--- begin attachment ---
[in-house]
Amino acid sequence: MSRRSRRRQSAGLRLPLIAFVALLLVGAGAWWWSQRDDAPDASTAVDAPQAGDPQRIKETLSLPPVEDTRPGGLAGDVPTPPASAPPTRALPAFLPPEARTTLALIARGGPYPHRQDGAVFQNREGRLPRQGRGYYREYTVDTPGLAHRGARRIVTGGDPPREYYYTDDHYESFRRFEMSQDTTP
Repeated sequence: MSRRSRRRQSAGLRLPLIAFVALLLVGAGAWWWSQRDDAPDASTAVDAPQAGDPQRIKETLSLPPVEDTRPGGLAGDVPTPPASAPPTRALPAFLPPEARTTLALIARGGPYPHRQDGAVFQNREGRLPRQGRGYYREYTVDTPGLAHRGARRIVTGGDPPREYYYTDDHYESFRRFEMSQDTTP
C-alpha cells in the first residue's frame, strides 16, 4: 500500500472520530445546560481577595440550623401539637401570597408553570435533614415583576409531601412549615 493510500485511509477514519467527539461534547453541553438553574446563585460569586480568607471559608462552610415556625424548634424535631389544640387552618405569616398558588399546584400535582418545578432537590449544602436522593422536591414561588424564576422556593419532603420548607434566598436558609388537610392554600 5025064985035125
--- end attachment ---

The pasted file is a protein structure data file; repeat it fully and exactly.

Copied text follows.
[in-house]
Amino acid sequence: MSRRSRRRQSAGLRLPLIAFVALLLVGAGAWWWSQRDDAPDASTAVDAPQAGDPQRIKETLSLPPVEDTRPGGLAGDVPTPPASAPPTRALPAFLPPEARTTLALIARGGPYPHRQDGAVFQNREGRLPRQGRGYYREYTVDTPGLAHRGARRIVTGGDPPREYYYTDDHYESFRRFEMSQDTTP
Repeated sequence: MSRRSRRRQSAGLRLPLIAFVALLLVGAGAWWWSQRDDAPDASTAVDAPQAGDPQRIKETLSLPPVEDTRPGGLAGDVPTPPASAPPTRALPAFLPPEARTTLALIARGGPYPHRQDGAVFQNREGRLPRQGRGYYREYTVDTPGLAHRGARRIVTGGDPPREYYYTDDHYESFRRFEMSQDTTP
C-alpha cells in the first residue's frame, strides 16, 4: 500500500472520530445546560481577595440550623401539637401570597408553570435533614415583576409531601412549615 493510500485511509477514519467527539461534547453541553438553574446563585460569586480568607471559608462552610415556625424548634424535631389544640387552618405569616398558588399546584400535582418545578432537590449544602436522593422536591414561588424564576422556593419532603420548607434566598436558609388537610392554600 5025064985035125